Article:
Perhaps Revelation is about us if you happen to look around at the poverty in America and around the world and you want to talk about “beastly economics” and empire being on the wrong side of God. Those pre-existing patterns that continue to oppress and form us have a long history in human society.
I know saying this will upset some folks. I’m reminded of a qoute from King I came across the other day when I was reading Colleen Wesell-McCoy’s new book “Freedom Church of the Poor,” when Rev. Dr. Martin Luther King, Jr. said:
“We must not consider it unpatriotic to raise basic questions about our national character…For the evils of racism, poverty and militarism to die, a new set of values must be born. Our economy must become more person-centered than property-centered and profit-centered. Our nation must depend more on its moral power than on its military power.” (p. xiii)
Recently, I came up against something similar during an interview about this chapter on Beastly Economics from our book We Cry Justice. After sharing similar thoughts the interviewer said, wasn’t I worried that I was being too harsh on capitalism. He pointed out that some people might be offended by what we are saying throughout We Cry Justice? Like King noted, some might think we’re being unpatriotic by questioning the evils of racism, poverty, militarism, climate devaation, and religious extremism.
What do you think? Are we being to harsh on capitalism? Are we being too hard on exploitative economic systems that create and maintain poverty?
No, I do think we’re being too hard on capitalism. Capitalism is being to hard on us. I have no sympathy for a system that some humans created and use to their own benefit at the expense of people’s lives.
I do not think we are being to hard on what Revelation sees as a “system of death.”
I don’t think we’re being too hard when we call the system of beastly economics to account for its sins.
When we ask why should Jeff Bezos be able to fly to the moon whenever he wants, when the people who work for him can’t even go pee when they want. When they can’t have a union if they want. When they have to work to the point that their their physical and mental well-being suffers.
Are we being too hard on a system that allows for a beach home, and a mountain home, and an RV, an a boat, and a beautifully renovated weekly home, while neighbors sleep on benches when they’re not chased off by Police? Under bridges and in cars until society can find ways to take even that away.
Here in Greensboro there is the Hiatt Trailer Park that houses mostly poor immigrant families. Many of these families have been living there for 20 years and the trailer park has been there for 50 years. Now the owner has passed away and the granddaughter, Lynn Anderson, who owns a real estate company inherited that land too. Seeing an opportunity for another sale, she sold the land to a developer who has set the date of eviction for all the residents so it can begin building new properties. When asked by the residents if she would sell the land to them, Anderson has repeatedly refused to consider it.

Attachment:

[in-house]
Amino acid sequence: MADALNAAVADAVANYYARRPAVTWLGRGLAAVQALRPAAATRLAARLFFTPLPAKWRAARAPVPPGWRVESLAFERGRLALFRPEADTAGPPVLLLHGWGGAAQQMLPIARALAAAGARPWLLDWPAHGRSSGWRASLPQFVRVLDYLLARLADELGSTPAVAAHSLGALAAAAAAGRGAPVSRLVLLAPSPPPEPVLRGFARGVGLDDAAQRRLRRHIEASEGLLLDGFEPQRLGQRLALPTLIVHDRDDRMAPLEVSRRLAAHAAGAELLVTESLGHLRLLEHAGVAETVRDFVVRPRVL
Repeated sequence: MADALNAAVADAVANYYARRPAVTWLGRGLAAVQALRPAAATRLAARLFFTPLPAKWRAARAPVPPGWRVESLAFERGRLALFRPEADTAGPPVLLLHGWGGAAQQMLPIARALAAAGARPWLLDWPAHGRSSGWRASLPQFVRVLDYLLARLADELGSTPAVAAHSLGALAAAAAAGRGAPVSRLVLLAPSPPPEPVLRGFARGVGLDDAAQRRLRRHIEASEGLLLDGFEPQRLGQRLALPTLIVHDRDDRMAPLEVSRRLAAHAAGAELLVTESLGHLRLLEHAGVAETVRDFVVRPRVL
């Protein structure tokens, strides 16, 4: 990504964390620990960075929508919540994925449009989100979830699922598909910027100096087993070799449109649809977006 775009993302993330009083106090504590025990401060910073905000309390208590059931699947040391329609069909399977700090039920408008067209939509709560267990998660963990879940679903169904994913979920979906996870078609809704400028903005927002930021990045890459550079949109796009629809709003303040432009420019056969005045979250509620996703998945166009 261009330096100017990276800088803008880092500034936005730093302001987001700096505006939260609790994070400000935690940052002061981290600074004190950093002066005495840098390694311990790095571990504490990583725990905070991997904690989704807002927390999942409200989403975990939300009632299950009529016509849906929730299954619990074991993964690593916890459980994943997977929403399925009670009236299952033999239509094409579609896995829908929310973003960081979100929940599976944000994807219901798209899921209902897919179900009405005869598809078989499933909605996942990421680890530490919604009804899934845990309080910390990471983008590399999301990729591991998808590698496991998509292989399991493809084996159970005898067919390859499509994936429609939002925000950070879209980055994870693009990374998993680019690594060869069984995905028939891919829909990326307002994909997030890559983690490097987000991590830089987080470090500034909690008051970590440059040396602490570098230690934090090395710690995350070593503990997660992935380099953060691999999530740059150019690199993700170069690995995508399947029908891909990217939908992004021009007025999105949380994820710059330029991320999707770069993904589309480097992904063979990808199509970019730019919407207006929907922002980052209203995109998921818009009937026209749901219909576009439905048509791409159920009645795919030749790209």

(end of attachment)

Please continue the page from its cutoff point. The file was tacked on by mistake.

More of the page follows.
Anderson recently told the Triad City Beat why she won’t work with the residents of Hiatt Park.
“These people have protested on our land,” Anderson said. “Why should I work with them? You don’t treat people like that and expect to work together…. They have moved on from me helping them, so no. At this point I have done everything that I can possibly do to help these people and they’re not interested in my help.” -Lynn Anderson
I guess these people who have very little, who are about to lose their homes after more than 20 years, are just being too harsh. Who knew capitalism was so fragile?
Can we be too hard on a system that allows for mass death of the poor and marginalized while others sit in grotesque luxury? That easily paves over the homes of the poor in name of profit. They continue to pass laws to outlaw to terrorize the houseless, while refusing to offer alternatives.
Beastly economics then names not just an unjust, oppressive economic system, but a distorted theology and spirituality that refuses to see that of God in all people. This is why beastly economics will leave its mark on:
Rev. 13:16 “…it causes all, both small and great, both rich and poor, both free and slave, to be marked on the right hand or the forehead…”
As Freedom Church, we must refuse to allow ourselves and others to be made in the image of the beast, continue to lift up the dignity and leadership of the poor, and relentlessly name beastly economics wherever we see it. We do this through these meetings, through teaching, preaching, writing, mobilizing, singing, and through the arts. That’s why I’m so excited to hear more about the We Cry Justice Art project and what Ebony Watkins has done here.